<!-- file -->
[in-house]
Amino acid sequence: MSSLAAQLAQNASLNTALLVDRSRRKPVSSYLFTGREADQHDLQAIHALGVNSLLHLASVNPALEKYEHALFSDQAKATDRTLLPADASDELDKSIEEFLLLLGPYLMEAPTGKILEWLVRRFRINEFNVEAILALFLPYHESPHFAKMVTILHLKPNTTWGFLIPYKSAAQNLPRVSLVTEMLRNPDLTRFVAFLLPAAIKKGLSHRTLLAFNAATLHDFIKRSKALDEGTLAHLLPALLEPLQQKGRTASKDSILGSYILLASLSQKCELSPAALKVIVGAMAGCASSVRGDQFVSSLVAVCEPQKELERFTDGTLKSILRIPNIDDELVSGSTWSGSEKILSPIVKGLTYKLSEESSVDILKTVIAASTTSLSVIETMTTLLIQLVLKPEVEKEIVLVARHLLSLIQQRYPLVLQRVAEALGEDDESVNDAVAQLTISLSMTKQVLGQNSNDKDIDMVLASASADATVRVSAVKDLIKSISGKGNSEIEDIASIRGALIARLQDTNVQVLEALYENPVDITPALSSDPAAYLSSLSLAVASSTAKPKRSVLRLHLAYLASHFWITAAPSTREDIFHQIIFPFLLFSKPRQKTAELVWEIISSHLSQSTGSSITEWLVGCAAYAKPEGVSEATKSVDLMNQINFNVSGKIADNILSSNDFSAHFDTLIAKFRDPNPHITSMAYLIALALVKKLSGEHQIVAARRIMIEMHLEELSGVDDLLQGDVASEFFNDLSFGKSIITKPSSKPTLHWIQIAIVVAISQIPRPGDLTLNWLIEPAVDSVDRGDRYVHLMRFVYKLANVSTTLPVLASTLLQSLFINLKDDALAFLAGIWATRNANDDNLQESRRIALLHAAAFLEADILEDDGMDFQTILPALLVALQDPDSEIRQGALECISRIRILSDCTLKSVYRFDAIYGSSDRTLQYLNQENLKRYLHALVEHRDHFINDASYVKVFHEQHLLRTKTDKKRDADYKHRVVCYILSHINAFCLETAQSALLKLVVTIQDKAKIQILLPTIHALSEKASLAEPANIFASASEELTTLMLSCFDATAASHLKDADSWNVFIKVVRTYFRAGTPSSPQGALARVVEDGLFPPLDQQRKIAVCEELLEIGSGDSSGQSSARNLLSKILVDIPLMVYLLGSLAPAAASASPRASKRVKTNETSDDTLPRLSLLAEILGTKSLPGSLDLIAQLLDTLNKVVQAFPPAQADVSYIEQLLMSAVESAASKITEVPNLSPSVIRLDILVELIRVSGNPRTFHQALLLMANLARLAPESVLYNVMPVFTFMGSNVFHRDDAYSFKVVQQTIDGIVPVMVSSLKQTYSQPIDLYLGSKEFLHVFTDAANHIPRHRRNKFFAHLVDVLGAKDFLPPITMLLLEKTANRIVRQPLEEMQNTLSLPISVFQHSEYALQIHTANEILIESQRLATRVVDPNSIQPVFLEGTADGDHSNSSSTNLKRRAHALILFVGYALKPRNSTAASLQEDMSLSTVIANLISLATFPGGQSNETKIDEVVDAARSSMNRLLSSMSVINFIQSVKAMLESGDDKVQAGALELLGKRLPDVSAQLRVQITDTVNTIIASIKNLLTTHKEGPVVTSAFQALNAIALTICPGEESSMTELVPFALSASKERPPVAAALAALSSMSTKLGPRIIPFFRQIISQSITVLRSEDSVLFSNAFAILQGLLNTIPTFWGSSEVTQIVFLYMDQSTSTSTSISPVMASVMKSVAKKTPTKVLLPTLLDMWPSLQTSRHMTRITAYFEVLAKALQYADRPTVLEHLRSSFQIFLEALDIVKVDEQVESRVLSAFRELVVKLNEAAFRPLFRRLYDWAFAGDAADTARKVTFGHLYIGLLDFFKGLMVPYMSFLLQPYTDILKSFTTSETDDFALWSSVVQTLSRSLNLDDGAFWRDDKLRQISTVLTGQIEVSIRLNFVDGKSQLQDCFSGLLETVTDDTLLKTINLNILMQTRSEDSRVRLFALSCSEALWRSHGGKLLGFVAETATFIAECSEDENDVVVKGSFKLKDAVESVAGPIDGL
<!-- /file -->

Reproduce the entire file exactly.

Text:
[in-house]
Amino acid sequence: MSSLAAQLAQNASLNTALLVDRSRRKPVSSYLFTGREADQHDLQAIHALGVNSLLHLASVNPALEKYEHALFSDQAKATDRTLLPADASDELDKSIEEFLLLLGPYLMEAPTGKILEWLVRRFRINEFNVEAILALFLPYHESPHFAKMVTILHLKPNTTWGFLIPYKSAAQNLPRVSLVTEMLRNPDLTRFVAFLLPAAIKKGLSHRTLLAFNAATLHDFIKRSKALDEGTLAHLLPALLEPLQQKGRTASKDSILGSYILLASLSQKCELSPAALKVIVGAMAGCASSVRGDQFVSSLVAVCEPQKELERFTDGTLKSILRIPNIDDELVSGSTWSGSEKILSPIVKGLTYKLSEESSVDILKTVIAASTTSLSVIETMTTLLIQLVLKPEVEKEIVLVARHLLSLIQQRYPLVLQRVAEALGEDDESVNDAVAQLTISLSMTKQVLGQNSNDKDIDMVLASASADATVRVSAVKDLIKSISGKGNSEIEDIASIRGALIARLQDTNVQVLEALYENPVDITPALSSDPAAYLSSLSLAVASSTAKPKRSVLRLHLAYLASHFWITAAPSTREDIFHQIIFPFLLFSKPRQKTAELVWEIISSHLSQSTGSSITEWLVGCAAYAKPEGVSEATKSVDLMNQINFNVSGKIADNILSSNDFSAHFDTLIAKFRDPNPHITSMAYLIALALVKKLSGEHQIVAARRIMIEMHLEELSGVDDLLQGDVASEFFNDLSFGKSIITKPSSKPTLHWIQIAIVVAISQIPRPGDLTLNWLIEPAVDSVDRGDRYVHLMRFVYKLANVSTTLPVLASTLLQSLFINLKDDALAFLAGIWATRNANDDNLQESRRIALLHAAAFLEADILEDDGMDFQTILPALLVALQDPDSEIRQGALECISRIRILSDCTLKSVYRFDAIYGSSDRTLQYLNQENLKRYLHALVEHRDHFINDASYVKVFHEQHLLRTKTDKKRDADYKHRVVCYILSHINAFCLETAQSALLKLVVTIQDKAKIQILLPTIHALSEKASLAEPANIFASASEELTTLMLSCFDATAASHLKDADSWNVFIKVVRTYFRAGTPSSPQGALARVVEDGLFPPLDQQRKIAVCEELLEIGSGDSSGQSSARNLLSKILVDIPLMVYLLGSLAPAAASASPRASKRVKTNETSDDTLPRLSLLAEILGTKSLPGSLDLIAQLLDTLNKVVQAFPPAQADVSYIEQLLMSAVESAASKITEVPNLSPSVIRLDILVELIRVSGNPRTFHQALLLMANLARLAPESVLYNVMPVFTFMGSNVFHRDDAYSFKVVQQTIDGIVPVMVSSLKQTYSQPIDLYLGSKEFLHVFTDAANHIPRHRRNKFFAHLVDVLGAKDFLPPITMLLLEKTANRIVRQPLEEMQNTLSLPISVFQHSEYALQIHTANEILIESQRLATRVVDPNSIQPVFLEGTADGDHSNSSSTNLKRRAHALILFVGYALKPRNSTAASLQEDMSLSTVIANLISLATFPGGQSNETKIDEVVDAARSSMNRLLSSMSVINFIQSVKAMLESGDDKVQAGALELLGKRLPDVSAQLRVQITDTVNTIIASIKNLLTTHKEGPVVTSAFQALNAIALTICPGEESSMTELVPFALSASKERPPVAAALAALSSMSTKLGPRIIPFFRQIISQSITVLRSEDSVLFSNAFAILQGLLNTIPTFWGSSEVTQIVFLYMDQSTSTSTSISPVMASVMKSVAKKTPTKVLLPTLLDMWPSLQTSRHMTRITAYFEVLAKALQYADRPTVLEHLRSSFQIFLEALDIVKVDEQVESRVLSAFRELVVKLNEAAFRPLFRRLYDWAFAGDAADTARKVTFGHLYIGLLDFFKGLMVPYMSFLLQPYTDILKSFTTSETDDFALWSSVVQTLSRSLNLDDGAFWRDDKLRQISTVLTGQIEVSIRLNFVDGKSQLQDCFSGLLETVTDDTLLKTINLNILMQTRSEDSRVRLFALSCSEALWRSHGGKLLGFVAETATFIAECSEDENDVVVKGSFKLKDAVESVAGPIDGL